US presidents used military force 212 times from 1948 to 1998. In 45 of these cases, the force was embedded in a multilateral context. The article distinguishes between procedural multilateralism, where US military operations are endorsed by an international organization, and operational multilateralism, where military actions are coordinated with the armed forces of other countries. In some cases, such as the Korean War and the first Gulf War, the United States obtained UN authorization and created a multinational force. However, there are also partially multilateral cases, in which either political endorsement or execution of the use of force is made by a multilateral approach while the other is subject to unilateralism. This article focuses on the varieties of multilateralism and homes in on exploring why such varieties of multilateralism exist. An original dataset for studying multilateral-unilateral choice in US use of force is analyzed using a multinomial logit model and a bivariate probit model. The analyses suggest that three domestic conditions - recession, election cycle, and divided government - can cause partial multilateralism, since they create different incentives for the president to seek burden-sharing with allies or seek collective legitimacy in international organizations.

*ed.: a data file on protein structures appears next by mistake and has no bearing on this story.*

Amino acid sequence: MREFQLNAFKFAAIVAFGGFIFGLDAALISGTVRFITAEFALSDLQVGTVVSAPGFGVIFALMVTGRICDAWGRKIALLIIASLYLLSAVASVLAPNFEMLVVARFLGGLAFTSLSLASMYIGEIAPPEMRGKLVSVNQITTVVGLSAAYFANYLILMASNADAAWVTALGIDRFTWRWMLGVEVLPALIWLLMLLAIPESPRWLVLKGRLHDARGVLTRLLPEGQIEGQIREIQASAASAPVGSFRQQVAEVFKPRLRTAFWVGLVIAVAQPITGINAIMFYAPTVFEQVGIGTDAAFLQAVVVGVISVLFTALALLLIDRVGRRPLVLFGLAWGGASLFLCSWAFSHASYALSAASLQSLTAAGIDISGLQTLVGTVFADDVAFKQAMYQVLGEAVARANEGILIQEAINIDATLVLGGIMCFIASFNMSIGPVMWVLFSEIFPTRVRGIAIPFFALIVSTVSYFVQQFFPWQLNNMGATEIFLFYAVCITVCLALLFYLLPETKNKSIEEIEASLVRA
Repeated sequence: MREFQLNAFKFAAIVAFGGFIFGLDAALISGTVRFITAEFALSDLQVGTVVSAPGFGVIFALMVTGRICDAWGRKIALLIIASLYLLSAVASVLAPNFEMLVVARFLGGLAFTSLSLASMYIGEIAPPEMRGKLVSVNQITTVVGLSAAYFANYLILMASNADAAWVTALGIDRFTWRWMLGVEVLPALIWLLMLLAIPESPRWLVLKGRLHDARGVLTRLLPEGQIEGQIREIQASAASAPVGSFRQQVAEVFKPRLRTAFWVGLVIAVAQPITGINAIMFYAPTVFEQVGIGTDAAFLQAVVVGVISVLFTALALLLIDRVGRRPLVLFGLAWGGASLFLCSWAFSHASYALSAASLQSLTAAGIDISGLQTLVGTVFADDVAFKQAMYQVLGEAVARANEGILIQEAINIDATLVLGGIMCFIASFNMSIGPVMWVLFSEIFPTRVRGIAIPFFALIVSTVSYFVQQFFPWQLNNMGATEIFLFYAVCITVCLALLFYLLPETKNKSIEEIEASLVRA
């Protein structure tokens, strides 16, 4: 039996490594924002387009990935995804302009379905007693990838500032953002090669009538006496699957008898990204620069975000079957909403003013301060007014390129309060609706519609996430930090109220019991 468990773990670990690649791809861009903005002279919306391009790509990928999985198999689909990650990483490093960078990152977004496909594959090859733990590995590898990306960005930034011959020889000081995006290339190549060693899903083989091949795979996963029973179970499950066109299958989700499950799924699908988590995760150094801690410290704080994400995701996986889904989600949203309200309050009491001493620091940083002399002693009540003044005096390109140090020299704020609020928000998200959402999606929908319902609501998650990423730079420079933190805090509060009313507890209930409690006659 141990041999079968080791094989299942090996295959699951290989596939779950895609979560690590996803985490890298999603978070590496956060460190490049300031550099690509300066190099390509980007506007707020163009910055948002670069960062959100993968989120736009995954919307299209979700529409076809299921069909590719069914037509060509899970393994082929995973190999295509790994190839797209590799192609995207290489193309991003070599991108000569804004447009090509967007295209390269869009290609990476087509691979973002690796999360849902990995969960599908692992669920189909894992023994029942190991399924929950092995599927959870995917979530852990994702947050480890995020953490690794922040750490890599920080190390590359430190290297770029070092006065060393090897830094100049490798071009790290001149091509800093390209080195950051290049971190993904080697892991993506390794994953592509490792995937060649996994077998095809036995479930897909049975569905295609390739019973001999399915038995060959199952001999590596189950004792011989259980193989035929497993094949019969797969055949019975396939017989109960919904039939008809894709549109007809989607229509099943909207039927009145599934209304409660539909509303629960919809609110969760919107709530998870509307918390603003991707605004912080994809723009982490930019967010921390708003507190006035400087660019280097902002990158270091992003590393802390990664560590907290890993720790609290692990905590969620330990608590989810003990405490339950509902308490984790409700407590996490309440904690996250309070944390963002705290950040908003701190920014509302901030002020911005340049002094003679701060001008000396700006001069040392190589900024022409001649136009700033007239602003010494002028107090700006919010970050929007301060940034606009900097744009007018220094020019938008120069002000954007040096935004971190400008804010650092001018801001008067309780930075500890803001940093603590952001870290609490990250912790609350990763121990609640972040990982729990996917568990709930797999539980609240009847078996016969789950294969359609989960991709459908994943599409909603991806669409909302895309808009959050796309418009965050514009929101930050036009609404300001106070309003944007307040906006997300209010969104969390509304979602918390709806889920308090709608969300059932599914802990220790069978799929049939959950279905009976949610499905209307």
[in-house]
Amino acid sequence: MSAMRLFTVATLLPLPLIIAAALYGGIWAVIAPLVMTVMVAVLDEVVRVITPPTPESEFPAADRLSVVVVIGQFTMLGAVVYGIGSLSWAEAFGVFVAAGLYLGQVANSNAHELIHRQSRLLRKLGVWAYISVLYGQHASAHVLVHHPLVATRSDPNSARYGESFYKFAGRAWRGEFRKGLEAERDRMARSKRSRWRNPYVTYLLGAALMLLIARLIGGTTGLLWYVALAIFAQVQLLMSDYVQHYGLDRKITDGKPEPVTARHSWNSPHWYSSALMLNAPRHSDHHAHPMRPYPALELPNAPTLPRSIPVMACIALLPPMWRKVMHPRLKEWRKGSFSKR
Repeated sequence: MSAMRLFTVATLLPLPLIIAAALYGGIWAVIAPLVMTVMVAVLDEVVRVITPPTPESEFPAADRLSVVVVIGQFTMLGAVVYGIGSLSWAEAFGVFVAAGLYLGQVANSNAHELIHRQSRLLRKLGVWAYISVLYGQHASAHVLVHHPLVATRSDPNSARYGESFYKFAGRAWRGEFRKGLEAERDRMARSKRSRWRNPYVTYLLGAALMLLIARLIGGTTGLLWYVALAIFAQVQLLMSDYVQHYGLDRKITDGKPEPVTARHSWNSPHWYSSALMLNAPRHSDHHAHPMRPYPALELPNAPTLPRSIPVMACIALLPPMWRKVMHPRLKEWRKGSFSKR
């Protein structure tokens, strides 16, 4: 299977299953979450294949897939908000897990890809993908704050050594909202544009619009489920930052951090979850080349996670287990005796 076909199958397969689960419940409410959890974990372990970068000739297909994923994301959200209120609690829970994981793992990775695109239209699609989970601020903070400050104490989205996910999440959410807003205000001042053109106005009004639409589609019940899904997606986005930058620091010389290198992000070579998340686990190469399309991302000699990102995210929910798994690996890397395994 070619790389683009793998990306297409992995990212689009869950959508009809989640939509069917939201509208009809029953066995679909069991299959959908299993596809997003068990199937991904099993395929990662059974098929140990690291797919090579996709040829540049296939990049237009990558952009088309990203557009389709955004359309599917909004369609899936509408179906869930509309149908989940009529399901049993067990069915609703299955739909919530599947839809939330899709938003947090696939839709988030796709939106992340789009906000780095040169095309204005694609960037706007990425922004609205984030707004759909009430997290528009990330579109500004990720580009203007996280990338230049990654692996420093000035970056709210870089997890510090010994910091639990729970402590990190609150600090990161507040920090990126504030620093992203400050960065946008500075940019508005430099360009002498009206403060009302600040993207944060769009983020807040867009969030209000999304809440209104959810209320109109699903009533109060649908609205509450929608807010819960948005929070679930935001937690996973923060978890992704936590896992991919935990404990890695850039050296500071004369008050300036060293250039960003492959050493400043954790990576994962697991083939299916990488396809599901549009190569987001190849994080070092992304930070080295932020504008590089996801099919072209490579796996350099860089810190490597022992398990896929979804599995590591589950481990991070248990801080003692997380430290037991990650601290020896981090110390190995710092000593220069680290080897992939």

ASJC Scopus subject areas